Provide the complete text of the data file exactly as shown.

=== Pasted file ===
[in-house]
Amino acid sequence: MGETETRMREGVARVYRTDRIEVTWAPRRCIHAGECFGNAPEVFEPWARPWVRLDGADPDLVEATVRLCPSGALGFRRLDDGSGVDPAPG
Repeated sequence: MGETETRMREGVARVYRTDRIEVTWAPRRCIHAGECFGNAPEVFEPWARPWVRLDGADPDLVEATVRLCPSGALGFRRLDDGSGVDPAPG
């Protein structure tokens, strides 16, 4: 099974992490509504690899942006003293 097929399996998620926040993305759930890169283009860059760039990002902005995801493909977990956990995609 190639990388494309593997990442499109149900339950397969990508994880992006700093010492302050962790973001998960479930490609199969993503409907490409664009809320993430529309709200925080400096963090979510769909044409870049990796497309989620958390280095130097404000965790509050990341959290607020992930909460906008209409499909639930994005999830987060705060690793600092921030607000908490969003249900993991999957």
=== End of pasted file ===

[in-house]
Amino acid sequence: MGETETRMREGVARVYRTDRIEVTWAPRRCIHAGECFGNAPEVFEPWARPWVRLDGADPDLVEATVRLCPSGALGFRRLDDGSGVDPAPG
Repeated sequence: MGETETRMREGVARVYRTDRIEVTWAPRRCIHAGECFGNAPEVFEPWARPWVRLDGADPDLVEATVRLCPSGALGFRRLDDGSGVDPAPG
């Protein structure tokens, strides 16, 4: 099974992490509504690899942006003293 097929399996998620926040993305759930890169283009860059760039990002902005995801493909977990956990995609 190639990388494309593997990442499109149900339950397969990508994880992006700093010492302050962790973001998960479930490609199969993503409907490409664009809320993430529309709200925080400096963090979510769909044409870049990796497309989620958390280095130097404000965790509050990341959290607020992930909460906008209409499909639930994005999830987060705060690793600092921030607000908490969003249900993991999957």